Monday, 22 February 2021
National Climate and Air Roadmap for the Agriculture Sector: Statements
Charlie McConalogue (Donegal, Fianna Fail)
I thank Senators for their engagement in what has been a very constructive debate with many high-quality contributions. It is very useful to hear Senators' feedback on the roadmap, the challenges ahead and how we can best meet those challenges in terms of ensuring that the agrifood sector makes its contribution to our national climate change and biodiversity objectives.
The Ag Climatise roadmap is very much based on the premise of stable methane levels over the next decade. This means that methane from the livestock herd cannot increase over the next decade, as this would clearly lead to an increase in global warming. I will be watching livestock number trends very carefully and as I indicated very recently at the IFA AGM, we are approaching the point where a mature discussion is needed to ensure environmental compliance costs are not transferred from expanding farmers to all farmers in the time ahead.
In terms of overall environmental trends, it is clear that water quality, while good overall by EU standards, has come under pressure in certain catchments. Initiatives have been put in place to address these declines, including the agricultural sustainability support and advisory programme, a key public-private partnership working with farmers to improve water quality. The Teagasc sign post farms initiative will also provide further impetus in this space. It will bring Ag Climatise to life and ensure that its actions are demonstrated on a number of model farms to help drive the necessary behavioural change.
I am also keen to explore the opportunities in this space for farmers. Carbon farming is a term that we will all become very familiar with over the coming years. It will be possible for farmers to reduce emissions substantially over the coming decades and I am keen to find ways to reward these farmers for taking such positive actions. There will be an opportunity to attract external private sector money into the sector. We only have to look at the success of the woodland environmental fund within my Department, whereby private sector companies are paying farmers to establish native woodlands from a corporate social responsibility perspective. As afforestation rates increase, there will be room to expand on this scheme, creating opportunities for more farmers. However, it will not be limited to forestry. I see opportunities for the rewetting of peat-based soils and also the reduction of methane from the livestock herd through the use of feed additives. While it is clear that farmers will need to change practices on their farms, I am very keen to explore ways of finding other income streams for them through the concept of carbon farming. I believe a Biden-led Administration in the USA will only accelerate progress in this space.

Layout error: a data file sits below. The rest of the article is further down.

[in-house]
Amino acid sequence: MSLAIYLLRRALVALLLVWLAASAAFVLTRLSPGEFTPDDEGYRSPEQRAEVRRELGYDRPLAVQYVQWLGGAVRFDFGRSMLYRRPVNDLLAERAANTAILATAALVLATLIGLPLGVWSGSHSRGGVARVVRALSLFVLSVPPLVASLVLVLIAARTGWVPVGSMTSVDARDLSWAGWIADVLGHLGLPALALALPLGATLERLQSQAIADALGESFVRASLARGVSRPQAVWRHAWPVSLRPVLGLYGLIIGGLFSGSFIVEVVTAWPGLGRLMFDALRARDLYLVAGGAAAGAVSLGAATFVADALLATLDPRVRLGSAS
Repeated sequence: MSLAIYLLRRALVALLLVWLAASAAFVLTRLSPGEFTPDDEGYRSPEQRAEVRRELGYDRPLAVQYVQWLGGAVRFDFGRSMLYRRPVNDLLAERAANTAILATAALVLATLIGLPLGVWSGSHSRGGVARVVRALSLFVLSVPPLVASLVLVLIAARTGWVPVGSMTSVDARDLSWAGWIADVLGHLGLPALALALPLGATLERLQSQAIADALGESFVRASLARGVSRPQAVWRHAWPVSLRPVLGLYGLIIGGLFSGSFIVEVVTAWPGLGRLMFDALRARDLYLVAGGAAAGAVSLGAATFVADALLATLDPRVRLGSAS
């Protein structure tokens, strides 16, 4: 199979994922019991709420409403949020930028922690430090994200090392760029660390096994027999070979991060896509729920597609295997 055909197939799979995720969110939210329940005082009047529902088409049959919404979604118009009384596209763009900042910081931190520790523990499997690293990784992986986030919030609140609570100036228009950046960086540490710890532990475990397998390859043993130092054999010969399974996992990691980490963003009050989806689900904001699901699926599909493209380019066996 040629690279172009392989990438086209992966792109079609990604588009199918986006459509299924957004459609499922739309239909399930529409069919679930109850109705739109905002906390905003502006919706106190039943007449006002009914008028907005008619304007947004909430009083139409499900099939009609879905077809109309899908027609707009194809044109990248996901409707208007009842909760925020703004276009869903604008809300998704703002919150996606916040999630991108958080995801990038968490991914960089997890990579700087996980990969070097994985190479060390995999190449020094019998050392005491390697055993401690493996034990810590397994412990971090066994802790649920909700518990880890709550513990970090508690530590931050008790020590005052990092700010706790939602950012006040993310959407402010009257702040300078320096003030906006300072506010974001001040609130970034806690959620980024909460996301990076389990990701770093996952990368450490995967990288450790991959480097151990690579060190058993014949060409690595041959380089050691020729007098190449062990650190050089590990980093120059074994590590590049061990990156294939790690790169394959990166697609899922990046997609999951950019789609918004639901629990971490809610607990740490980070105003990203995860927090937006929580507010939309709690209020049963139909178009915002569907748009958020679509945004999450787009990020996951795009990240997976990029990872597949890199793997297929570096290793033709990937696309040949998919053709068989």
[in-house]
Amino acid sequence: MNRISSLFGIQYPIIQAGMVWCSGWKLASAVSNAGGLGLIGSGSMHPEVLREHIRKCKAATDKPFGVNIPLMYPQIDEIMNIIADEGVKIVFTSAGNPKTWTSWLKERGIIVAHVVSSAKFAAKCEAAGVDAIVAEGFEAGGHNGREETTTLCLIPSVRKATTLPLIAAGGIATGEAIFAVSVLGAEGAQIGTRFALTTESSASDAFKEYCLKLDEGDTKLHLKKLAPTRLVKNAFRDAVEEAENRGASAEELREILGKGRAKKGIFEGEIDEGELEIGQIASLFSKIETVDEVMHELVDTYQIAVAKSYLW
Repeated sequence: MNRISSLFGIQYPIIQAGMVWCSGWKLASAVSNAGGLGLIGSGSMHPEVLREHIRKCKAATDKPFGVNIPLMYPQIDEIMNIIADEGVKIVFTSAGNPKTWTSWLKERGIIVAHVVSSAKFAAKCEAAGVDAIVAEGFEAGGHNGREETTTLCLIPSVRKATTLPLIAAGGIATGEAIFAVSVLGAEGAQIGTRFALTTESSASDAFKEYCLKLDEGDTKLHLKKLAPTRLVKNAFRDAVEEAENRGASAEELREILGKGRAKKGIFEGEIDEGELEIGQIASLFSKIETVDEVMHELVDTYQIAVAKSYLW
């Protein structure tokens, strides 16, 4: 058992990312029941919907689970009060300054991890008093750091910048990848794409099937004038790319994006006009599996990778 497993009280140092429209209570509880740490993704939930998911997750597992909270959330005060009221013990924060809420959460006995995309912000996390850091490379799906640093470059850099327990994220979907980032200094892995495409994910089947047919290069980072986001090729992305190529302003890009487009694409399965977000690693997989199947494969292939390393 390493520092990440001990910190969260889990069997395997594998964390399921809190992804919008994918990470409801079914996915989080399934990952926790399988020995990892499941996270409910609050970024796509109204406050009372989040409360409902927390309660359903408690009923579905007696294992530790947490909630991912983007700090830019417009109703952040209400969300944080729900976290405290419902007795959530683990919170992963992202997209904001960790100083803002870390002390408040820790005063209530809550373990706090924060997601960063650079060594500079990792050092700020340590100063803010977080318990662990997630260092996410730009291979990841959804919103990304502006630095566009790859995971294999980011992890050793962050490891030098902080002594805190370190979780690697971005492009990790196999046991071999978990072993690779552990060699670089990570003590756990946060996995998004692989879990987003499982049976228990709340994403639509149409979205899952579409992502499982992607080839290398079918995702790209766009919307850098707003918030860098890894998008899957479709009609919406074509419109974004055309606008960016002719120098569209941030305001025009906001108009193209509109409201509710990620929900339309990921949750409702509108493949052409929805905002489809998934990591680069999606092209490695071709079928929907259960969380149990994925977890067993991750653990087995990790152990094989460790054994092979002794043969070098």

While Ag Climatise is fully committed to looking at diversification opportunities for all farmers, it is logical to conclude that Ireland’s agrifood sector will remain principally based around the production of high-quality meat and milk proteins. While consumption of these products may fall in the EU over the coming decades, global demand is expected to remain high with emerging middle classes, particularly in the Asian region, demanding more high-quality animal proteins. Ireland must occupy this space because we can produce these products in a more carbon efficient way than most countries throughout the world.
I thank Senators once again for their positive engagement on Ag Climatise. I will reflect carefully on what I have heard here today. Ag Climatise is a living document and it will continue to be reviewed and updated in light of the latest developments from both a policy and scientific perspective.